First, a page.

If you know me or have been reading my blog for very long, you know I tend to shy away from controversy both here and in person. I have opinions, about which I am passionate, but I mostly keep them to myself, because I know it is extremely unlikely I will change anyone else’s opinion by airing my own. That said, I fear this essay might spark some thought or discussion—and if it does, it might be a good thing.
My kids and all their friends (and many of my friends too) love to go to coffee shops. It’s a habit, a hobby, a fixture in their lives. They think nothing of spending $4 or more every day for a drink of fancy coffee. The price, all by itself, would keep me from adopting this particular hobby—but this is not about the cost of fancy coffee drinks. I am willing to pay for the expensive coffee in order to spend time with my kids in the venue of their choice, even though I rarely order anything myself.
What I’ve been noticing more and more is that coffee shops are where many people choose to do most of their socializing—including my own generation. When friends talk about getting together, they often agree to meet at one of the trendy coffee shops in town. There is, of course, nothing wrong with this, except . . .
Except I am beginning to suspect these coffee shop excursions are more and more replacing actual hospitality instead of just augmenting it. A coffee shop is a neutral location, which sometimes, of course, is exactly what one needs. But I can’t help wondering, what kind of friendship blooms when all the interaction takes place in a neutral location? What happened to hanging out at each other’s houses and being present in each other’s lives?
I know what you’re thinking. You’re thinking, sure, you don’t like going to public locations because you’re an introvert, and you don’t like going to coffee shops because you don’t drink coffee! Both of those things are true, but they are not the whole truth.
Others of you might want to point out that coffee shops virtually always serve tea as a way of throwing a bone to tea drinkers like me. It’s a good thing you can’t see the face I just made after typing that statement. I have yet to have a single cup of tea in a coffee shop anywhere in the USA that even comes close to being as good as the tea I can make for myself with minimal fuss or expense at home. And drinking lukewarm tea out of a paper cup is just . . . not okay. For me, anyway.
When I want to visit with one of my friends, I invite her over for tea—at my house. Although I always make an effort to tidy up, she will walk in my door and see clutter. She may see a sock lying in a corner somewhere. She will see dirty dishes in the kitchen and possibly baskets of clean laundry lying around. She will see my current knitting project piled up beside my chair and maybe a sewing project and some junk mail too.
She will also see my smiling face and maybe get to say hello to a couple of my kids as they cruise past. She’ll get real tea served in porcelain or china cups, and it will be hot enough to be enjoyable. It won’t cost her a single cent, and she can have as many refills as she wants! We can have a private conversation, and we won’t have to shout over anyone’s loud music or listen to someone else’s phone conversation or worry about being overheard.
On rare occasions, one of my friends will also invite me over to her house. I always love to visit a friend in her own home, almost as much as I love having friends in my home. To me, it’s a vital component of participating in each other’s lives.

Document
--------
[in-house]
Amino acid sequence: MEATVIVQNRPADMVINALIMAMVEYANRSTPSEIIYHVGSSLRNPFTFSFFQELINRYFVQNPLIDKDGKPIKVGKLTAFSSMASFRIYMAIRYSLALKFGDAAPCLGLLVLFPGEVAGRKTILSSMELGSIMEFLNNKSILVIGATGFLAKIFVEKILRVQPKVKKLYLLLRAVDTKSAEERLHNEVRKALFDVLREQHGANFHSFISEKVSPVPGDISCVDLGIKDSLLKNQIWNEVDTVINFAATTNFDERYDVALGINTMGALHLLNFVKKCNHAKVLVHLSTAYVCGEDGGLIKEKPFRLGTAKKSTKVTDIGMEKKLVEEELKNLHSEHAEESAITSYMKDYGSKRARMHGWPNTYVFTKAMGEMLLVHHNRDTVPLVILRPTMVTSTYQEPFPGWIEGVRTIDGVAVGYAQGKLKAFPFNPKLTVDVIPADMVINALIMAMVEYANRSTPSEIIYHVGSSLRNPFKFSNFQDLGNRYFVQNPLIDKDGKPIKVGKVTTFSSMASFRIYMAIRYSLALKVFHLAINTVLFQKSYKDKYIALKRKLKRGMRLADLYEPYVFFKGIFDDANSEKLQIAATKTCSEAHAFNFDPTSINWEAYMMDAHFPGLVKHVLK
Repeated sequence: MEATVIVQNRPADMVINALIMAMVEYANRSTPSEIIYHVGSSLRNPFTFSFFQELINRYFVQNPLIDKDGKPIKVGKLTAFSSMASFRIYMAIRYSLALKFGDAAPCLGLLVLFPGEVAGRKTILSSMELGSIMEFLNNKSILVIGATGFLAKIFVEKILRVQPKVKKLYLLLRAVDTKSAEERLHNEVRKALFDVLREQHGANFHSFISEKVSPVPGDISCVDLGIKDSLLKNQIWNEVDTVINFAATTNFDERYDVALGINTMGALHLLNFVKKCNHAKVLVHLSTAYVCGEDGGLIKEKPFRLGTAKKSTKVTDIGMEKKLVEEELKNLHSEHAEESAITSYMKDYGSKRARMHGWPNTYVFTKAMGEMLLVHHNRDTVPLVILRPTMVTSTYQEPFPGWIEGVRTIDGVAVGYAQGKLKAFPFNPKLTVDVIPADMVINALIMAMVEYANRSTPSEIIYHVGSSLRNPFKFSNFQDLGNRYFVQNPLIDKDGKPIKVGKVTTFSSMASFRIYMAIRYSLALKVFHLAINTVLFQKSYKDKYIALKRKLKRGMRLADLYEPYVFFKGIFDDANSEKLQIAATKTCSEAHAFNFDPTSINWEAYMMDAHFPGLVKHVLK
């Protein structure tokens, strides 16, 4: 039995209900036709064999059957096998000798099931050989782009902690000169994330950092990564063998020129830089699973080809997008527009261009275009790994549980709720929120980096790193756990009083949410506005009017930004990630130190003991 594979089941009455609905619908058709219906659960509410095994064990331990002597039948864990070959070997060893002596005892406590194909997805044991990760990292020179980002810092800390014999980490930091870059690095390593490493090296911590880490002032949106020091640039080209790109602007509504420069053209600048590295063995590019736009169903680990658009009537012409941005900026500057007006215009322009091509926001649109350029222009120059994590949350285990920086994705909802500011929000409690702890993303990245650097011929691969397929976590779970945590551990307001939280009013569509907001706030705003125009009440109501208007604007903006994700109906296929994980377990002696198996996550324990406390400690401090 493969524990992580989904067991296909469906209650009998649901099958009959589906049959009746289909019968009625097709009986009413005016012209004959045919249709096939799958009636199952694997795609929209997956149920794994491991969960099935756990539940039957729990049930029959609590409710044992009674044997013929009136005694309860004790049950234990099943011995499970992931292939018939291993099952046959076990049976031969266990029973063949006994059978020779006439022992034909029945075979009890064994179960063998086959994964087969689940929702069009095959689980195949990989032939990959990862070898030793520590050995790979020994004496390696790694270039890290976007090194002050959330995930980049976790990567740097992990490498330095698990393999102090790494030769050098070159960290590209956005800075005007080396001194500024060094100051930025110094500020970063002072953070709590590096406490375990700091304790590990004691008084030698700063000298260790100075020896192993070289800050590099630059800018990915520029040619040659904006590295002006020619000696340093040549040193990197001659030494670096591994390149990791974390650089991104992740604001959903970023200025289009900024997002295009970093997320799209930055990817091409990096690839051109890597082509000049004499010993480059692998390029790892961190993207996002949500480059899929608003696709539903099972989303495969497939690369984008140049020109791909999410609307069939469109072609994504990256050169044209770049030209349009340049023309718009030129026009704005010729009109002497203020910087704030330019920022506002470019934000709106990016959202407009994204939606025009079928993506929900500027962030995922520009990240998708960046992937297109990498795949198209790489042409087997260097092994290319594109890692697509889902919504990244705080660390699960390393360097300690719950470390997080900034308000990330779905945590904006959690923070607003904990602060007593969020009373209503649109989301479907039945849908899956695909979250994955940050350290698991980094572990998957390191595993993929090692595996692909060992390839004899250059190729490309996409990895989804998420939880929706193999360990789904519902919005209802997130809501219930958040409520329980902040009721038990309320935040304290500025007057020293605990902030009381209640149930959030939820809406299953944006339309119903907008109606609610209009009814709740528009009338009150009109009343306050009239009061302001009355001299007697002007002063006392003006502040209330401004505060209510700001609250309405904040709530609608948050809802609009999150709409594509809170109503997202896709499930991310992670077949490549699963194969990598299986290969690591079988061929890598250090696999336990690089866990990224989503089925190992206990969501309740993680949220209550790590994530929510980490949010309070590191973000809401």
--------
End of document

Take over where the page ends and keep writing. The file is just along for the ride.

Not so long ago, visiting each other for coffee or tea was a common thing. People did it all the time. They did it in their own homes. Sometimes it was fancy. Sometimes it was just a mug in front of the fireplace or at a kitchen table that was piled high with stuff, with a little spot cleared so you could put your cup down. It wasn’t about showing off your pristine house. It was about sharing life together.
I’m not saying you can’t share life together in a swanky coffee house—of course you can. But I don’t think it is as personal or as likely to lead to a long-lasting deep friendship, which is why the trend is beginning to concern me. Over the last decade or so, people have often expressed surprise when they hear I still invite people over to my house, especially for meals. Apparently this is not “done” very much anymore. If true, I believe we have lost something we should have held on to—the joy of hospitality, of sharing our homes and our lives with others.
The past month has been greatly enhanced for me because we had dinner guests on five occasions (not counting family). On none of those occasions was my house “company ready” even by my very lax standards. I got over that hurdle decades ago. I do what I can, but I also assume that when people come for tea or for dinner, they are coming to see me, not critique my house. If I waited for my house to be perfect before inviting someone over, I’d never have guests at all, and my soul would be the poorer for it.
I’d like to timidly suggest that if you are someone who has a deeply-ingrained coffee shop habit, maybe you could try inviting a friend over to your own place for coffee once a month. Make the coffee yourself. Choose the mugs. Light a candle. If you really want to step it up, make cookies! But try it. Once a month, save the cost of a designer caffeinated beverage and share your homemade version with a friend. Maybe you’ll like it. Maybe you’ll want to do it more often. I hope so.
Disclaimer: After reading through this again, it occurred to me that some might think this essay is a thinly-veiled criticism of my grown kids and an attempt to spur them to be more hospitable. Actually, I am very proud of how open-hearted and hospitable they all are. They all regularly invite friends over to their homes and I can only hope they inspire others to do the same!